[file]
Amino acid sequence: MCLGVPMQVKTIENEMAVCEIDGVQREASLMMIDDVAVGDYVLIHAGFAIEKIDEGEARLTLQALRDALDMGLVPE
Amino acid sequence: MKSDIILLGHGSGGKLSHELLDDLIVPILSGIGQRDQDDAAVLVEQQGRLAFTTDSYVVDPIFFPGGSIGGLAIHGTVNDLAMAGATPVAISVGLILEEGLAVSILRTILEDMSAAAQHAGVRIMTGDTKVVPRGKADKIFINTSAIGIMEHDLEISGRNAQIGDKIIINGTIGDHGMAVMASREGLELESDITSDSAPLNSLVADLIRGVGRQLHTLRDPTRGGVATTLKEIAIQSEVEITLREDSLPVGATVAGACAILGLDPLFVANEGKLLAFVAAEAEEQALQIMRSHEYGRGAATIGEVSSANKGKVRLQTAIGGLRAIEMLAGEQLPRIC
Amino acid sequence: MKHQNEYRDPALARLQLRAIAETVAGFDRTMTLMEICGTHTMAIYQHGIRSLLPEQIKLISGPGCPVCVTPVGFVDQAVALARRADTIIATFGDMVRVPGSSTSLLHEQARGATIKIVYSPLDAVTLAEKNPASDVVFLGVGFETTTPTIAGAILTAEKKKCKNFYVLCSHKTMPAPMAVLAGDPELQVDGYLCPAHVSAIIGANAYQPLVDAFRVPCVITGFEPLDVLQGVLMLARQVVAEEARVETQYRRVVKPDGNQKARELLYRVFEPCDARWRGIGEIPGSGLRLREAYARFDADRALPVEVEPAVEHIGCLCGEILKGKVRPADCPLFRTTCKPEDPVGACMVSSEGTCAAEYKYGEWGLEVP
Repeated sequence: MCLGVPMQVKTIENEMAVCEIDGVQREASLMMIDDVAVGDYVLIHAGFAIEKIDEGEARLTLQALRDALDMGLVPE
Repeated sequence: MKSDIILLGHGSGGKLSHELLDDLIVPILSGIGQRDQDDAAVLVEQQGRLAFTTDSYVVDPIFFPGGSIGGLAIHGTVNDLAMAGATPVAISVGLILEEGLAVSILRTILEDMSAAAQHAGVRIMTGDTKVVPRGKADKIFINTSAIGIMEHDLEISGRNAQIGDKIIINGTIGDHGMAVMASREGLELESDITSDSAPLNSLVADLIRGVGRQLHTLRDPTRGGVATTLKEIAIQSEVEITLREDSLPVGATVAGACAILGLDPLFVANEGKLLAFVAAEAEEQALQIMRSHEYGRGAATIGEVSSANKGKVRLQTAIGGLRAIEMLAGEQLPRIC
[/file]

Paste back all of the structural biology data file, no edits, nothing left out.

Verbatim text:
Amino acid sequence: MCLGVPMQVKTIENEMAVCEIDGVQREASLMMIDDVAVGDYVLIHAGFAIEKIDEGEARLTLQALRDALDMGLVPE
Amino acid sequence: MKSDIILLGHGSGGKLSHELLDDLIVPILSGIGQRDQDDAAVLVEQQGRLAFTTDSYVVDPIFFPGGSIGGLAIHGTVNDLAMAGATPVAISVGLILEEGLAVSILRTILEDMSAAAQHAGVRIMTGDTKVVPRGKADKIFINTSAIGIMEHDLEISGRNAQIGDKIIINGTIGDHGMAVMASREGLELESDITSDSAPLNSLVADLIRGVGRQLHTLRDPTRGGVATTLKEIAIQSEVEITLREDSLPVGATVAGACAILGLDPLFVANEGKLLAFVAAEAEEQALQIMRSHEYGRGAATIGEVSSANKGKVRLQTAIGGLRAIEMLAGEQLPRIC
Amino acid sequence: MKHQNEYRDPALARLQLRAIAETVAGFDRTMTLMEICGTHTMAIYQHGIRSLLPEQIKLISGPGCPVCVTPVGFVDQAVALARRADTIIATFGDMVRVPGSSTSLLHEQARGATIKIVYSPLDAVTLAEKNPASDVVFLGVGFETTTPTIAGAILTAEKKKCKNFYVLCSHKTMPAPMAVLAGDPELQVDGYLCPAHVSAIIGANAYQPLVDAFRVPCVITGFEPLDVLQGVLMLARQVVAEEARVETQYRRVVKPDGNQKARELLYRVFEPCDARWRGIGEIPGSGLRLREAYARFDADRALPVEVEPAVEHIGCLCGEILKGKVRPADCPLFRTTCKPEDPVGACMVSSEGTCAAEYKYGEWGLEVP
Repeated sequence: MCLGVPMQVKTIENEMAVCEIDGVQREASLMMIDDVAVGDYVLIHAGFAIEKIDEGEARLTLQALRDALDMGLVPE
Repeated sequence: MKSDIILLGHGSGGKLSHELLDDLIVPILSGIGQRDQDDAAVLVEQQGRLAFTTDSYVVDPIFFPGGSIGGLAIHGTVNDLAMAGATPVAISVGLILEEGLAVSILRTILEDMSAAAQHAGVRIMTGDTKVVPRGKADKIFINTSAIGIMEHDLEISGRNAQIGDKIIINGTIGDHGMAVMASREGLELESDITSDSAPLNSLVADLIRGVGRQLHTLRDPTRGGVATTLKEIAIQSEVEITLREDSLPVGATVAGACAILGLDPLFVANEGKLLAFVAAEAEEQALQIMRSHEYGRGAATIGEVSSANKGKVRLQTAIGGLRAIEMLAGEQLPRIC